As Deadline Nears, Community Braces for Eviction

As the deadline set by City Hall for residents of a village in Phnom Penh’s Russei Keo district to vacate the area draws near, about 100 of them delivered a petition to the National Assembly on Wednesday in a last ditch effort to convince lawmakers to intervene on their behalf.

The petition was delivered to CNRP lawmakers Chea Poch and Chan Cheng outside the Assembly building, and also to Kong Chamroeun, a secretary in Prime Minister Hun Sen’s Cabinet, as the villagers marched past Wat Botum park.

Seng Sna, 50, sits with other residents of the eviction-threatened Boeng Chhuk village in Phnom Penh's Russei Keo district Wednesday afternoon. (Chris Mueller/The Cambodia Daily)
Seng Sna, 50, sits with other residents of the eviction-threatened Boeng Chhuk village in Phnom Penh’s Russei Keo district Wednesday afternoon. (Chris Mueller/The Cambodia Daily)

More than 600 people living in Kilometr Pram Muoy commune’s Boeng Chhuk village received a notice from City Hall last week signed by district governor Thuy Sokhan informing them that they had 15 days from the date it was signed—November 14—to move their homes and possessions or face eviction.

The notice says district authorities plan to widen Street 1800, which runs through the village, and that their homes stand in the way of the expansion. But despite the notice having been signed almost two weeks ago, villagers said they did not receive it until Friday. This gives them just over a week to dismantle homes some of them say they have lived in since the early 1980s.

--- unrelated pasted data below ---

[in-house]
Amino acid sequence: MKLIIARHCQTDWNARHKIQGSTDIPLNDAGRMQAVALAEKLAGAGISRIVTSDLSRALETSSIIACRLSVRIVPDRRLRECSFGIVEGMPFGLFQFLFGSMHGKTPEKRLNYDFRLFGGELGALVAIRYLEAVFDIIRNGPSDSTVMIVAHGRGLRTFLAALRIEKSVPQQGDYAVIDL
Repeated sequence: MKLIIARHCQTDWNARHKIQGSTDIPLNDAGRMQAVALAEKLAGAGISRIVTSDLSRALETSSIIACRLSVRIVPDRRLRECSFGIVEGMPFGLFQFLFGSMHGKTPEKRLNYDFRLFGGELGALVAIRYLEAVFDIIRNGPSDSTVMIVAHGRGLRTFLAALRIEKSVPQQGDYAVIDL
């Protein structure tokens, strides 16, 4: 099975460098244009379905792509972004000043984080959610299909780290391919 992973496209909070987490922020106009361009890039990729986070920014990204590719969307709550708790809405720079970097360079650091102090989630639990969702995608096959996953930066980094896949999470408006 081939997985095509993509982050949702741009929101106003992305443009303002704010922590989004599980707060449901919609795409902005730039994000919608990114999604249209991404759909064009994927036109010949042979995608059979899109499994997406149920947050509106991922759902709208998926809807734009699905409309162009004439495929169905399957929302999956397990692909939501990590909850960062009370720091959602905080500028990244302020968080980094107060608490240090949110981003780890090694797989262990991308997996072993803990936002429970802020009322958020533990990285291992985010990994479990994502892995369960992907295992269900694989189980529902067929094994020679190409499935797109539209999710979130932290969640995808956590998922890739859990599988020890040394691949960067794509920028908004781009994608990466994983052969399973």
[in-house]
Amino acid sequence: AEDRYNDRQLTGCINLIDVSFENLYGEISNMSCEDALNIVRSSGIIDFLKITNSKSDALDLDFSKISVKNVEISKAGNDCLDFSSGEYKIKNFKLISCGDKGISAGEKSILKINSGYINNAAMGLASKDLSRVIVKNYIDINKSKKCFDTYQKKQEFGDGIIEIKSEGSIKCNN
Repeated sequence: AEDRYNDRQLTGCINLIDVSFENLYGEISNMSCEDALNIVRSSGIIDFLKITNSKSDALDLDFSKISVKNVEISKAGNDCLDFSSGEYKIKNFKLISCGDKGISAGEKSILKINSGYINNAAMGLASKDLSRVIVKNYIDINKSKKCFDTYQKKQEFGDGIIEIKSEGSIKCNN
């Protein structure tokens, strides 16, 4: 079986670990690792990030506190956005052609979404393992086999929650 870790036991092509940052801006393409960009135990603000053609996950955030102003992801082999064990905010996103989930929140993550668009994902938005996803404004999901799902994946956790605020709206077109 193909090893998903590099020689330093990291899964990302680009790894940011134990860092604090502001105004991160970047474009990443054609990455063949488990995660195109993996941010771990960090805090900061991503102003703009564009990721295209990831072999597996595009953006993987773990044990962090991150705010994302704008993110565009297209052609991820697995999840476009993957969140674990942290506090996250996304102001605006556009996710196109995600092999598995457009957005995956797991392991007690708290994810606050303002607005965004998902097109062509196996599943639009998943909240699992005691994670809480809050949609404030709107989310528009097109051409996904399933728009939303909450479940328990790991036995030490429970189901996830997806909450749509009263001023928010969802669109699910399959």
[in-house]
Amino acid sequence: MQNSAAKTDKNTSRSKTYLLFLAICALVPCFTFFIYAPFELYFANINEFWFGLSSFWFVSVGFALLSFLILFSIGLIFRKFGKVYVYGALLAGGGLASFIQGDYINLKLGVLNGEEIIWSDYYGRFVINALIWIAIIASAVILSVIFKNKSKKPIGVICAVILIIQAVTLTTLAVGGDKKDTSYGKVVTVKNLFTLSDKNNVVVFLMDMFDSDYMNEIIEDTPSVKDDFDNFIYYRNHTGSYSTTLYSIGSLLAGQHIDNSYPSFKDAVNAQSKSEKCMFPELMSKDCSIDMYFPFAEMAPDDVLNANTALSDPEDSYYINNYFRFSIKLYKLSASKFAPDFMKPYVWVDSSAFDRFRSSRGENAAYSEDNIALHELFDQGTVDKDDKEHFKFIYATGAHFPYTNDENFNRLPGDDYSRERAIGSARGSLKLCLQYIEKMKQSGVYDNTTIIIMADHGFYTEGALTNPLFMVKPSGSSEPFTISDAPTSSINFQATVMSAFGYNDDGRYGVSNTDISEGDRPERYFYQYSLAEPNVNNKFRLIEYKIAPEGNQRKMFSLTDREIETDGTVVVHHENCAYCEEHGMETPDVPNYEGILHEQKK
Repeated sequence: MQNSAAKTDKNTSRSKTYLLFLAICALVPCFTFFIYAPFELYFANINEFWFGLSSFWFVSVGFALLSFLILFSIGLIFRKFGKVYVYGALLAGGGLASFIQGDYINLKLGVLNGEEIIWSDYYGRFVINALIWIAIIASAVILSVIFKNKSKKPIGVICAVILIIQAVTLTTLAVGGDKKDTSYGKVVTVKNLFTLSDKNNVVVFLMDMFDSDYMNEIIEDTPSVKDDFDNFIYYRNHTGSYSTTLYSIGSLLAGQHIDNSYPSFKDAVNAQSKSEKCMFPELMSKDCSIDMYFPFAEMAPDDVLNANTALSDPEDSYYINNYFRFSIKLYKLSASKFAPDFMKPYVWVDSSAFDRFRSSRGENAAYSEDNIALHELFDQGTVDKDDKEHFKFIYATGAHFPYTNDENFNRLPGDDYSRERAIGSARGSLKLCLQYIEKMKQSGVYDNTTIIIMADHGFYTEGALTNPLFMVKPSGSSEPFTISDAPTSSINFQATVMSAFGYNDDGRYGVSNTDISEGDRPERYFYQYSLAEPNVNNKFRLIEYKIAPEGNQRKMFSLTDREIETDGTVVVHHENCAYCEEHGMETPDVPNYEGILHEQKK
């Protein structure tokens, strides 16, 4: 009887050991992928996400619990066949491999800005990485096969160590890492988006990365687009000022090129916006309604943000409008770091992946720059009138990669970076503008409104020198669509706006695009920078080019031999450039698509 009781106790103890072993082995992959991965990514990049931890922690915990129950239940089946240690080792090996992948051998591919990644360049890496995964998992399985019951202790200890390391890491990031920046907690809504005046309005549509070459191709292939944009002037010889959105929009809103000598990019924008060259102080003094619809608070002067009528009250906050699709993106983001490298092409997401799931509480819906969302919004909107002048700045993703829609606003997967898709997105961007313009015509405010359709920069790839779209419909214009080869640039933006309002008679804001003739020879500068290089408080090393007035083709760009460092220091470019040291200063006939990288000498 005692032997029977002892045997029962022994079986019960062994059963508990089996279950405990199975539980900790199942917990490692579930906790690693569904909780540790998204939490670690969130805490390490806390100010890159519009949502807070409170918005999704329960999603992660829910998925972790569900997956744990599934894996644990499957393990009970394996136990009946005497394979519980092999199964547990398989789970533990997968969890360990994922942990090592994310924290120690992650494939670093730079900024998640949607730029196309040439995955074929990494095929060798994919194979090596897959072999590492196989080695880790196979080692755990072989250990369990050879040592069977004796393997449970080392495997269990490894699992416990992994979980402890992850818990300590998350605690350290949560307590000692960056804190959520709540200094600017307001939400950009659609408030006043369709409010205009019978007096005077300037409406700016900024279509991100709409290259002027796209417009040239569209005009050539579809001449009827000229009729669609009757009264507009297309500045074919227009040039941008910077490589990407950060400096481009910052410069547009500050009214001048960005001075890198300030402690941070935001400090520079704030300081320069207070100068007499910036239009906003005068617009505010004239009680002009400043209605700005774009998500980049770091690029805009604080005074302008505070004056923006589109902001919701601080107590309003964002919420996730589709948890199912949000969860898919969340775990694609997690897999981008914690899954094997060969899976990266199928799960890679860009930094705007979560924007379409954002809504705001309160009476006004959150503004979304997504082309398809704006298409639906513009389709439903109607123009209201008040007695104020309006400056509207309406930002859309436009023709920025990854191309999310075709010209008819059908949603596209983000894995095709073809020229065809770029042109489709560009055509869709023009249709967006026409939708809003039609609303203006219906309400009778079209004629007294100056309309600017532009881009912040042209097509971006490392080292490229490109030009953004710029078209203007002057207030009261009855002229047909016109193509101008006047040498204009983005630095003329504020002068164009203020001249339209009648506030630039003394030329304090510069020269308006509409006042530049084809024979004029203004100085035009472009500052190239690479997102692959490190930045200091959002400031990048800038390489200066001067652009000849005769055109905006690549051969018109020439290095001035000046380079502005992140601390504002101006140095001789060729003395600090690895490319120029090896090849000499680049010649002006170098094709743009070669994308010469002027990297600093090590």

“We have lived in this area since there was nothing here but jungle and flooding,” said Seng Sna, 50, a representative of the community. Mr. Sna said no road ran through the area when the homes were built and that authorities only constructed the current dusty and potholed one in 2000.

Sa Em Savin, 88, said she moved to the village with her husband in 1982.

“When I moved here, it was just jungle and the authorities never came to develop it,” Ms. Em Savin said, sitting on the floor of her bamboo shack with her blind, 84-year-old husband. “But now that the area has started to develop, they want our land.”

“We are just poor people; we can’t do anything to stop the authorities,” she said. “If we lose this house, we will die.”

Deputy municipal governor Khuon Sreng said City Hall had no plans to compensate the villagers unless they hold land titles —which none of them do.

“If the deadline passes and the villagers have not moved, then we will take action,” Mr. Sreng said.

Asked what specific action would be taken, he said: “Please leave it to me, I will take care of it.”

sokhean@cambodiadaily.com, mueller@cambodiadaily.com

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